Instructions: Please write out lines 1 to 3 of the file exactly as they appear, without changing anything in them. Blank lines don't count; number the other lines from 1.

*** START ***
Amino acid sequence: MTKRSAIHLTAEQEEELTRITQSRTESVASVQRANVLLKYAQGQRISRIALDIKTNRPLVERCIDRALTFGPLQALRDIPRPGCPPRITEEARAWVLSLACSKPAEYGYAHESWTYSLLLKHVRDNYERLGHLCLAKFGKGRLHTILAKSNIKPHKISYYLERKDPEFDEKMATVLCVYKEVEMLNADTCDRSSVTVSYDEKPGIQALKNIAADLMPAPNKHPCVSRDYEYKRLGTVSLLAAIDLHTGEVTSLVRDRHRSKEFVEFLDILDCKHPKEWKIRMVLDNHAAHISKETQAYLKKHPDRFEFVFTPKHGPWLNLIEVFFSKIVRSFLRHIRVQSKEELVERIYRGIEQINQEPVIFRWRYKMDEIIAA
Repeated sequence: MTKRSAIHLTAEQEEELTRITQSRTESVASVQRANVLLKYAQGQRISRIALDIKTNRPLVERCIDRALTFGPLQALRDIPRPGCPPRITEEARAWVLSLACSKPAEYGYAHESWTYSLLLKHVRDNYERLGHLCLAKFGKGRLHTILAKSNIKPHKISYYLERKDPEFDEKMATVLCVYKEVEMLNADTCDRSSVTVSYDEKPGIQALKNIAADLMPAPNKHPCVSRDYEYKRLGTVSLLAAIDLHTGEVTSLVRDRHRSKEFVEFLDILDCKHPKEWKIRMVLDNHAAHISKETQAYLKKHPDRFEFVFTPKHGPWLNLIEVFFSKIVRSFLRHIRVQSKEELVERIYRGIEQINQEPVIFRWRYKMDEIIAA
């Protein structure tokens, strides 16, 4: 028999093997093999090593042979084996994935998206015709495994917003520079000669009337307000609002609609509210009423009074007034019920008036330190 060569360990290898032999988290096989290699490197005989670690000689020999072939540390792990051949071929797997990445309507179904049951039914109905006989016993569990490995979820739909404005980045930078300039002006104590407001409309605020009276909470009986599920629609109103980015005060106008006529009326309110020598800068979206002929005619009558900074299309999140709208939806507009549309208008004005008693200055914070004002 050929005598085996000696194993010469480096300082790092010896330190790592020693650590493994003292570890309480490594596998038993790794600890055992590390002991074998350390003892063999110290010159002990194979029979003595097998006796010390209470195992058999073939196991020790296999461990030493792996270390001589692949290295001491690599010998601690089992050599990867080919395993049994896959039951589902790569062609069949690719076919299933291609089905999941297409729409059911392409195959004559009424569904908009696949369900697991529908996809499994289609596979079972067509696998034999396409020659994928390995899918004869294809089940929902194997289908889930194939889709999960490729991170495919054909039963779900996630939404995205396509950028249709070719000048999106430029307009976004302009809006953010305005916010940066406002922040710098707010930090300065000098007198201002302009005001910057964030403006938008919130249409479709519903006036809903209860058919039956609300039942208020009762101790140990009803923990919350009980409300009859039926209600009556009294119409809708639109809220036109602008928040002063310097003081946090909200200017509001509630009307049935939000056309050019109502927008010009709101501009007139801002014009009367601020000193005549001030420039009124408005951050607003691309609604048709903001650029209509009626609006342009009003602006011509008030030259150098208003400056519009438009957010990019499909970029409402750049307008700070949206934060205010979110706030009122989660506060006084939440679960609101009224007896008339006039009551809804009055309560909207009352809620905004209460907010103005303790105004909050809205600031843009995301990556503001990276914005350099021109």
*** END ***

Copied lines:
Amino acid sequence: MTKRSAIHLTAEQEEELTRITQSRTESVASVQRANVLLKYAQGQRISRIALDIKTNRPLVERCIDRALTFGPLQALRDIPRPGCPPRITEEARAWVLSLACSKPAEYGYAHESWTYSLLLKHVRDNYERLGHLCLAKFGKGRLHTILAKSNIKPHKISYYLERKDPEFDEKMATVLCVYKEVEMLNADTCDRSSVTVSYDEKPGIQALKNIAADLMPAPNKHPCVSRDYEYKRLGTVSLLAAIDLHTGEVTSLVRDRHRSKEFVEFLDILDCKHPKEWKIRMVLDNHAAHISKETQAYLKKHPDRFEFVFTPKHGPWLNLIEVFFSKIVRSFLRHIRVQSKEELVERIYRGIEQINQEPVIFRWRYKMDEIIAA
Repeated sequence: MTKRSAIHLTAEQEEELTRITQSRTESVASVQRANVLLKYAQGQRISRIALDIKTNRPLVERCIDRALTFGPLQALRDIPRPGCPPRITEEARAWVLSLACSKPAEYGYAHESWTYSLLLKHVRDNYERLGHLCLAKFGKGRLHTILAKSNIKPHKISYYLERKDPEFDEKMATVLCVYKEVEMLNADTCDRSSVTVSYDEKPGIQALKNIAADLMPAPNKHPCVSRDYEYKRLGTVSLLAAIDLHTGEVTSLVRDRHRSKEFVEFLDILDCKHPKEWKIRMVLDNHAAHISKETQAYLKKHPDRFEFVFTPKHGPWLNLIEVFFSKIVRSFLRHIRVQSKEELVERIYRGIEQINQEPVIFRWRYKMDEIIAA
């Protein structure tokens, strides 16, 4: 028999093997093999090593042979084996994935998206015709495994917003520079000669009337307000609002609609509210009423009074007034019920008036330190 060569360990290898032999988290096989290699490197005989670690000689020999072939540390792990051949071929797997990445309507179904049951039914109905006989016993569990490995979820739909404005980045930078300039002006104590407001409309605020009276909470009986599920629609109103980015005060106008006529009326309110020598800068979206002929005619009558900074299309999140709208939806507009549309208008004005008693200055914070004002 050929005598085996000696194993010469480096300082790092010896330190790592020693650590493994003292570890309480490594596998038993790794600890055992590390002991074998350390003892063999110290010159002990194979029979003595097998006796010390209470195992058999073939196991020790296999461990030493792996270390001589692949290295001491690599010998601690089992050599990867080919395993049994896959039951589902790569062609069949690719076919299933291609089905999941297409729409059911392409195959004559009424569904908009696949369900697991529908996809499994289609596979079972067509696998034999396409020659994928390995899918004869294809089940929902194997289908889930194939889709999960490729991170495919054909039963779900996630939404995205396509950028249709070719000048999106430029307009976004302009809006953010305005916010940066406002922040710098707010930090300065000098007198201002302009005001910057964030403006938008919130249409479709519903006036809903209860058919039956609300039942208020009762101790140990009803923990919350009980409300009859039926209600009556009294119409809708639109809220036109602008928040002063310097003081946090909200200017509001509630009307049935939000056309050019109502927008010009709101501009007139801002014009009367601020000193005549001030420039009124408005951050607003691309609604048709903001650029209509009626609006342009009003602006011509008030030259150098208003400056519009438009957010990019499909970029409402750049307008700070949206934060205010979110706030009122989660506060006084939440679960609101009224007896008339006039009551809804009055309560909207009352809620905004209460907010103005303790105004909050809205600031843009995301990556503001990276914005350099021109």